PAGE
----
One Hot 'Toon

''We do want people to take the rating seriously,'' says Bird, whose boys — 10, 12, and 16 — are all old enough to handle the ride. ''If they have a child who would be upset at something like Star Wars or Raiders of the Lost Ark, they should probably wait a few years.'' He sighs and sounds an old refrain. ''Animation is a strange medium in that people make assumptions about [something] simply because it's in that medium. We shook a lot of people up with The Simpsons. But [creator] Matt Groening likes to remind people that there was a little show called Rocky and Bullwinkle that predated The Simpsons by a couple of decades. And a lot of those writers went on to The Mary Tyler Moore Show. I think people have forgotten that [Bugs Bunny cartoons] were made for people who were about to see the latest Humphrey Bogart film. They weren't made for kids. Animation is not a genre, it's a medium. And it can express any genre. I think people often sell it short. But 'because it's animated, it must be for kids.' You can't name another medium where people do that.''

You also can't name another medium that's changed quite so dramatically in the last 10 years. As everyone with functioning retinas now knows, Pixar's 1995 feature debut, the $192 million-grossing, Lasseter-directed Toy Story, altered the landscape of feature animation, shifting the paradigm abruptly away from the 2-D hand-drawn pictures that industry leader Disney had relied upon for over half a century. Now, as legitimate competition emerges in the form of DreamWorks (whose Shrek 2 and Shark Tale have taken in more than $500 million this year alone), Pixar will, by most accounts, take a bold existential step: In 2005, barring some last-minute rapprochement, it will end its lucrative relationship with Disney, where its revenues have in the past reportedly accounted for up to half the studio's grosses.

In the meantime, Pixar seems to believe it's found a way to extend its pattern of success: by not imposing a pattern for success. ''If we make these director-driven movies, no two movies will be exactly alike,'' notes Stanton. ''We will not fall into this formula.''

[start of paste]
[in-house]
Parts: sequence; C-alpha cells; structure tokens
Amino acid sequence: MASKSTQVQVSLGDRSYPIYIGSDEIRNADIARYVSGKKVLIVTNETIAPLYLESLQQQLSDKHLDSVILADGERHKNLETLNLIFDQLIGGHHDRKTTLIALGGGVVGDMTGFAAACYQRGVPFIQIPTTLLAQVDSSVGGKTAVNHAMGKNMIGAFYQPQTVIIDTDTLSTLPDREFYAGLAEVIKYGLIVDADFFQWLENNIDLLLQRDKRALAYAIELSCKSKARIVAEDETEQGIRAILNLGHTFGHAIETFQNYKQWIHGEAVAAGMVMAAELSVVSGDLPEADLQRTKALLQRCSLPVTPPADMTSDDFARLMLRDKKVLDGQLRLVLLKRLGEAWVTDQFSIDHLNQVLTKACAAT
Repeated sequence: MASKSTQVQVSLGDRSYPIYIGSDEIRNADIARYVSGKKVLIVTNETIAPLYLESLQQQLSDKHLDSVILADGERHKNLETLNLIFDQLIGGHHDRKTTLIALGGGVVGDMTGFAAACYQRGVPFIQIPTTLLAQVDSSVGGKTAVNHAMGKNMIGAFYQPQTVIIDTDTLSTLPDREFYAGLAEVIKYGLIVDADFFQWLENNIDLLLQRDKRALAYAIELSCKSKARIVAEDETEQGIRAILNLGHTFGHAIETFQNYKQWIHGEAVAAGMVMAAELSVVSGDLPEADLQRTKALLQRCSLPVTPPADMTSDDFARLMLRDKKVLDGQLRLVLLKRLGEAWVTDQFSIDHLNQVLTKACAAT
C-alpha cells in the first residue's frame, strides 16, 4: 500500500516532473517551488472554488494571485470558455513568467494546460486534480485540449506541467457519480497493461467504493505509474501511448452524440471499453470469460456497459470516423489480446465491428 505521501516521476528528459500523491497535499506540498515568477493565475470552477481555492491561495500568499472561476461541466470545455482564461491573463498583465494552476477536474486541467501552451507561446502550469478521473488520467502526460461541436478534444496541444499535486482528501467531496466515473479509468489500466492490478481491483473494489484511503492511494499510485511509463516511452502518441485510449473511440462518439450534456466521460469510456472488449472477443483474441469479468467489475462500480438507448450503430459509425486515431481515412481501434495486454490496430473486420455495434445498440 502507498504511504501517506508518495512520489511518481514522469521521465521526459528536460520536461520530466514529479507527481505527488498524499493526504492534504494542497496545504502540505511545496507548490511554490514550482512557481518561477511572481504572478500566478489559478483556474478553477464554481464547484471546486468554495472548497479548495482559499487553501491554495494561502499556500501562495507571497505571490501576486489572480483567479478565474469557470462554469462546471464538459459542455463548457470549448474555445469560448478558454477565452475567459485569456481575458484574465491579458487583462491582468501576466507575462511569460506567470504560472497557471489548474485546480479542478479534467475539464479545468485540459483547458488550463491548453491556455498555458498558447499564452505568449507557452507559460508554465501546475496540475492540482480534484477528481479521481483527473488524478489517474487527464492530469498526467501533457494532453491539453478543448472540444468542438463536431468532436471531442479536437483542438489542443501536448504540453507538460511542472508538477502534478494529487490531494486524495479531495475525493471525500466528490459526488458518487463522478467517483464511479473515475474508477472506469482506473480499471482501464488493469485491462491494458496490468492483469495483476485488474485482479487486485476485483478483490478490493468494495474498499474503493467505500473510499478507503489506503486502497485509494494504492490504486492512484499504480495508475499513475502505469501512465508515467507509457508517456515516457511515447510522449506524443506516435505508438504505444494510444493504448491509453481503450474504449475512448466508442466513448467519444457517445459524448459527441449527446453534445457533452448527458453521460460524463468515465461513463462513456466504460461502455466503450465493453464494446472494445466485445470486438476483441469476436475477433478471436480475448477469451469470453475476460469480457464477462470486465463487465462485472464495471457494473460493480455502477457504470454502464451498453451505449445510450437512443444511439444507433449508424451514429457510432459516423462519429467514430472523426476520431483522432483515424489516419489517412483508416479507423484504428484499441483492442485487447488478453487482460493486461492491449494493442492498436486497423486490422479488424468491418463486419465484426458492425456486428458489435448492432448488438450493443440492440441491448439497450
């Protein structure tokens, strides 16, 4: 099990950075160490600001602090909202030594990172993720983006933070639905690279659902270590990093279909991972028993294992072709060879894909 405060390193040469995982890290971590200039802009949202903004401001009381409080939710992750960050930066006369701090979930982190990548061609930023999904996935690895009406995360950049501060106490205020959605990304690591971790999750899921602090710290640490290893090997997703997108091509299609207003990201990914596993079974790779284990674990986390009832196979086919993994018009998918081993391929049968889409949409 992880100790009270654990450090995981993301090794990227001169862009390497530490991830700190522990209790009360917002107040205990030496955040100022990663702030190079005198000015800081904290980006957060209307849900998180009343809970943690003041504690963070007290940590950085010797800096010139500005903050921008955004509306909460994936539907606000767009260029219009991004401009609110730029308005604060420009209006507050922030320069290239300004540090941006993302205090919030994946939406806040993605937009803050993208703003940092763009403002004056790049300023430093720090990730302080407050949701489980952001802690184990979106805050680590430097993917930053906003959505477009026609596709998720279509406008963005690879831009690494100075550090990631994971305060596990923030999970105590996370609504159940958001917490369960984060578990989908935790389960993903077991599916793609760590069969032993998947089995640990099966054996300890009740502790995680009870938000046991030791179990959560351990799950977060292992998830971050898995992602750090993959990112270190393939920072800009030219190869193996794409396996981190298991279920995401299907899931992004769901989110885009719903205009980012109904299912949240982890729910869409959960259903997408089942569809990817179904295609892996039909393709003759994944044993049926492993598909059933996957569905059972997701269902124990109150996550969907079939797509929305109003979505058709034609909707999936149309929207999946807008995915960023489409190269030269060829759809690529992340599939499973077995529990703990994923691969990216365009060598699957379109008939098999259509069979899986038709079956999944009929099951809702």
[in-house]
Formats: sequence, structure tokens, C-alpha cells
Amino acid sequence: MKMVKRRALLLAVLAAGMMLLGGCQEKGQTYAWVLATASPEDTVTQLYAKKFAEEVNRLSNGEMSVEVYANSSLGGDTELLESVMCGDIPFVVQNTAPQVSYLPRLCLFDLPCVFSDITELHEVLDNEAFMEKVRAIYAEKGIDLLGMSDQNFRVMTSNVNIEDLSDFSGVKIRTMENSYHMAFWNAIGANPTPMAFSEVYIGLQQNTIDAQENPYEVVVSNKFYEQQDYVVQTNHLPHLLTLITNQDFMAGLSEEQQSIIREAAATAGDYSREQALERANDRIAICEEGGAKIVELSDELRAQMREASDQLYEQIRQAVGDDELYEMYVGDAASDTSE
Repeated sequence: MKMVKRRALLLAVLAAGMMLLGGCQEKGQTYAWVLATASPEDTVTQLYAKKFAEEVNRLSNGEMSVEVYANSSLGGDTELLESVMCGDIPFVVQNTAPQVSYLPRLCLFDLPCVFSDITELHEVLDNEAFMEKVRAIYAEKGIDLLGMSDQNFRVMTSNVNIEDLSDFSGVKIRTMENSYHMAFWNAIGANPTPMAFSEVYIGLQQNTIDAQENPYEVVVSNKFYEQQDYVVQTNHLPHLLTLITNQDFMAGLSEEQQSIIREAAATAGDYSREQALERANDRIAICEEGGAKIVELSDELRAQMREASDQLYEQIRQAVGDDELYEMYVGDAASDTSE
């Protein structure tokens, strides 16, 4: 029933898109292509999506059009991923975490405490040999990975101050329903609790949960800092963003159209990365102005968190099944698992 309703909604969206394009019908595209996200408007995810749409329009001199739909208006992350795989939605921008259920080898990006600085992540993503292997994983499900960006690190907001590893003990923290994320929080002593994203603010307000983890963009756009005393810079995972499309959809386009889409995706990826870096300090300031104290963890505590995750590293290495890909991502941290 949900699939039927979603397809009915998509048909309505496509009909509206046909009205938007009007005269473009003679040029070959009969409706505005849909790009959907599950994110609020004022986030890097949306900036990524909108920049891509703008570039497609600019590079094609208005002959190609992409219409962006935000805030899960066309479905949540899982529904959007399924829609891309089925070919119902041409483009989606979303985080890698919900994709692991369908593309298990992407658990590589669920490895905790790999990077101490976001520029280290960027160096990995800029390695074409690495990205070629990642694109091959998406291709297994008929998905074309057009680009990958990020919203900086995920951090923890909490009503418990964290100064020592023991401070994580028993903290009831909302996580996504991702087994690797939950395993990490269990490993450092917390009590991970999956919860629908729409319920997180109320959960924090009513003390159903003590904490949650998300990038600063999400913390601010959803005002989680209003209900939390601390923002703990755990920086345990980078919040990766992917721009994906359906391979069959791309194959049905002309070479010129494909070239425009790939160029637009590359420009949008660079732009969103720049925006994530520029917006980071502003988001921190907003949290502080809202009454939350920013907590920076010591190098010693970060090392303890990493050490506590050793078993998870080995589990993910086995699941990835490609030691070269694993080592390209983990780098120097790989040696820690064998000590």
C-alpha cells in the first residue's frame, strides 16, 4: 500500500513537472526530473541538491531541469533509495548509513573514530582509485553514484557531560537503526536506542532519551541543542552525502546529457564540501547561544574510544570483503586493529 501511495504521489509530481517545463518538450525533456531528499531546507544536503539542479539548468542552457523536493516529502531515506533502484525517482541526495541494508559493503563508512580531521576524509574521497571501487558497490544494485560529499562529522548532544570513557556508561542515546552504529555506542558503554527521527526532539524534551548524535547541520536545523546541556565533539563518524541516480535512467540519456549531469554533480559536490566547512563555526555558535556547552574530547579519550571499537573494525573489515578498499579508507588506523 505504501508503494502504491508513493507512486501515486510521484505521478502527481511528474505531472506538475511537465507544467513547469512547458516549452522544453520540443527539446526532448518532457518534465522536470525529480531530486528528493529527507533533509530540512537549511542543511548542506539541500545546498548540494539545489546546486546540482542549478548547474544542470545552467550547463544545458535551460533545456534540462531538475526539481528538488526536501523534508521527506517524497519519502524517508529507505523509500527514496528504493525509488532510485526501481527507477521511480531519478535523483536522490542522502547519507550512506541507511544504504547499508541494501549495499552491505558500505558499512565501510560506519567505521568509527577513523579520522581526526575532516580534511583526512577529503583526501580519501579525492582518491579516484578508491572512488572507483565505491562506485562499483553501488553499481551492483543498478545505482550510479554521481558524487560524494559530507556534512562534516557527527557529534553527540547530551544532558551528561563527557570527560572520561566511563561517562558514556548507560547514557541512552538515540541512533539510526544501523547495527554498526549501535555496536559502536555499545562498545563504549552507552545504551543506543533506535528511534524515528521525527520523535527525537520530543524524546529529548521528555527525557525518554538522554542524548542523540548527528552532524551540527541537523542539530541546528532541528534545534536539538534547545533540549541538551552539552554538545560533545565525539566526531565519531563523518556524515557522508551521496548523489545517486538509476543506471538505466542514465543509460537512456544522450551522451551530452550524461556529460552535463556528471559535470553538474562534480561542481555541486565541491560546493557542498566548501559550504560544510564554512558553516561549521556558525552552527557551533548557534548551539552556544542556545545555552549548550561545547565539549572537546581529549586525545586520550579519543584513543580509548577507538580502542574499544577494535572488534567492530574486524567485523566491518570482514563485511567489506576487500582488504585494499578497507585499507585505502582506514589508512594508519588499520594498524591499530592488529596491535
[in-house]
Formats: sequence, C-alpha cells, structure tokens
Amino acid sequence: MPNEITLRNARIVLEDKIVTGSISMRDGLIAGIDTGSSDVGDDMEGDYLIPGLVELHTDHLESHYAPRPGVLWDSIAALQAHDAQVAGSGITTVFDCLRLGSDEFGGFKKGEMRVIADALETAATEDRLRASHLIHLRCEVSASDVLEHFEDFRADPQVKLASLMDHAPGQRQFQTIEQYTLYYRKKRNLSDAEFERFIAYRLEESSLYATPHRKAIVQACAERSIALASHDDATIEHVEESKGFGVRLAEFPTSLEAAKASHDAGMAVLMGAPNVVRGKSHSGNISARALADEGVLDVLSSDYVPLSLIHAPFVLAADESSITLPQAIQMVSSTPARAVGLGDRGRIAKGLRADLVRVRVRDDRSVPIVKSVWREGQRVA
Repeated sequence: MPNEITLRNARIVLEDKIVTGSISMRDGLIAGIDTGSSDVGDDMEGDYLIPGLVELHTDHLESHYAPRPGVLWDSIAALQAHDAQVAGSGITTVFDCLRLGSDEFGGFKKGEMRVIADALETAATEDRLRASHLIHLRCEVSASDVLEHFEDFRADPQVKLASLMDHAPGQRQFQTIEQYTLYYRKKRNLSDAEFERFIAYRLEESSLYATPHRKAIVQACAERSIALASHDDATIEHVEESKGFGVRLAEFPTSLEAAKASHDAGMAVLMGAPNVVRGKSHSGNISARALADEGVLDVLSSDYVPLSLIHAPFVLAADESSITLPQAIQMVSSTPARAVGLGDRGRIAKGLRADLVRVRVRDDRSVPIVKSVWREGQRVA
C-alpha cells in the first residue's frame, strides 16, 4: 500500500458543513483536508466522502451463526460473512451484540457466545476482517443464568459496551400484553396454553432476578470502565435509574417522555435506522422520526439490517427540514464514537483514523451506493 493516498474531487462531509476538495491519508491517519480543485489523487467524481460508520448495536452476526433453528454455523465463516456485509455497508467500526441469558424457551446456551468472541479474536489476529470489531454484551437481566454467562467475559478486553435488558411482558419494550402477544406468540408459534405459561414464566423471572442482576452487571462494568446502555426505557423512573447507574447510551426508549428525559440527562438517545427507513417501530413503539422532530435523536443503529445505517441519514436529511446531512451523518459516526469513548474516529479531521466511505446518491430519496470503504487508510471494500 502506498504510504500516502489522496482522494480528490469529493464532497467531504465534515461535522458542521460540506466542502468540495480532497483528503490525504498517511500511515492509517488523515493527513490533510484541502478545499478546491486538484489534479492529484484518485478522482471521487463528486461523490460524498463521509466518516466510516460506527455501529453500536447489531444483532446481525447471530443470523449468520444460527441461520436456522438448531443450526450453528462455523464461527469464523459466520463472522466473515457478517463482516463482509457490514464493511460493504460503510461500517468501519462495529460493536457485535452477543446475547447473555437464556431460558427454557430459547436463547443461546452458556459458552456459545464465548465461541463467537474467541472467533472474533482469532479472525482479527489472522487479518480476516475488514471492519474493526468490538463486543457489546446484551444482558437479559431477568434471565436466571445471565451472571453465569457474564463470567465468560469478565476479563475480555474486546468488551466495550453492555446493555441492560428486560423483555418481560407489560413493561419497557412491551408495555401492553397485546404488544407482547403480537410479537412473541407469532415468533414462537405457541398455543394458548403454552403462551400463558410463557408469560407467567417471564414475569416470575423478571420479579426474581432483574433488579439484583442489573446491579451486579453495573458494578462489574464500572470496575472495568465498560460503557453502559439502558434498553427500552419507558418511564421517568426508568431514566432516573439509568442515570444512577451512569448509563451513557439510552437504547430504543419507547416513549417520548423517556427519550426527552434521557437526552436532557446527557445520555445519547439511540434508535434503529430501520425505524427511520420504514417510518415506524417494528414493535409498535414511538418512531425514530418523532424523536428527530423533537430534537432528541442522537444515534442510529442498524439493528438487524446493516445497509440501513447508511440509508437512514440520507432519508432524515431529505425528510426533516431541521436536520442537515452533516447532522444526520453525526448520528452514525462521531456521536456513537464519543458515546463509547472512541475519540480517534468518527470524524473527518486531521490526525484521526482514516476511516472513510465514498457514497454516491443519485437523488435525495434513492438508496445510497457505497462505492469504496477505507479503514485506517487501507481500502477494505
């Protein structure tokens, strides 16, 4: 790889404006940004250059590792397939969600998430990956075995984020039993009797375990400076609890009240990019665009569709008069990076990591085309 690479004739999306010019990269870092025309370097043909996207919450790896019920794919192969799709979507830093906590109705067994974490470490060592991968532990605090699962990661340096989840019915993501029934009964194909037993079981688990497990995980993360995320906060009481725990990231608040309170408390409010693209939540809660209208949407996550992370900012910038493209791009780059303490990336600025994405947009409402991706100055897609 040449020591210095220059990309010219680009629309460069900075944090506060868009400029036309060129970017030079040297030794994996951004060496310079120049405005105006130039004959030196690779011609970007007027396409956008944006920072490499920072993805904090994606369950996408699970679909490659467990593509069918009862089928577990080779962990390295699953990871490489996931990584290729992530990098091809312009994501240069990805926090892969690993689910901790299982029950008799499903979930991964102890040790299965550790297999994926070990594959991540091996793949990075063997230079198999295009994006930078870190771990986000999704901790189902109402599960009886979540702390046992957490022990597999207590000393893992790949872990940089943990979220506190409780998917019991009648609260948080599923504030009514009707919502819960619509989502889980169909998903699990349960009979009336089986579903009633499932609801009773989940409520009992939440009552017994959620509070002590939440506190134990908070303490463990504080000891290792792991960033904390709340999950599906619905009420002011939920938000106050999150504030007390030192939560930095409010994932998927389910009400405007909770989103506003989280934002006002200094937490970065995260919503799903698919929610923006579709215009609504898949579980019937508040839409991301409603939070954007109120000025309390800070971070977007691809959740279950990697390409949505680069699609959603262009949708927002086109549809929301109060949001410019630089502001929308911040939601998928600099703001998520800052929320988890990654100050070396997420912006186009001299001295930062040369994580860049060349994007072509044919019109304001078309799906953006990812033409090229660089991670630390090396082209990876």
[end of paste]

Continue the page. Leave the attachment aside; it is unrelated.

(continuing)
''Pixar is truly a director-driven studio,'' says Lasseter. ''But these directors are not dictators. It's a very collaborative studio.'' Still, Pixar's fantasies are increasingly idiosyncratic in nature. ''They're popular entertainments, but I think they're also personal,'' says Bird, who saw Mr. Incredible's agita as an extension of his own. ''[Monsters, Inc. director] Peter Docter always wondered, If there's monsters in your closet, where do they go? And [Finding Nemo's] Andrew Stanton was worried about being overprotective of his son, and was also fascinated with fish.''

''The movie is the movie,'' says Lasseter, now back in the director's chair for Cars, a tale of autos on autopilot in a world without humans, due in fall 2005. ''The story is the story, and each one has its own requirements.'' He refuses to place any limits on the kinds of movies Pixar might produce in the future. So listen up, 'toon auteurs of tomorrow: If you're looking to make that long-overdue CGI Ulysses adaptation with talking flatworms, your hour may have arrived. (Additional reporting by Steve Daly)

Originally posted Nov 05, 2004 Published in issue #791 Nov 05, 2004 Order article reprints

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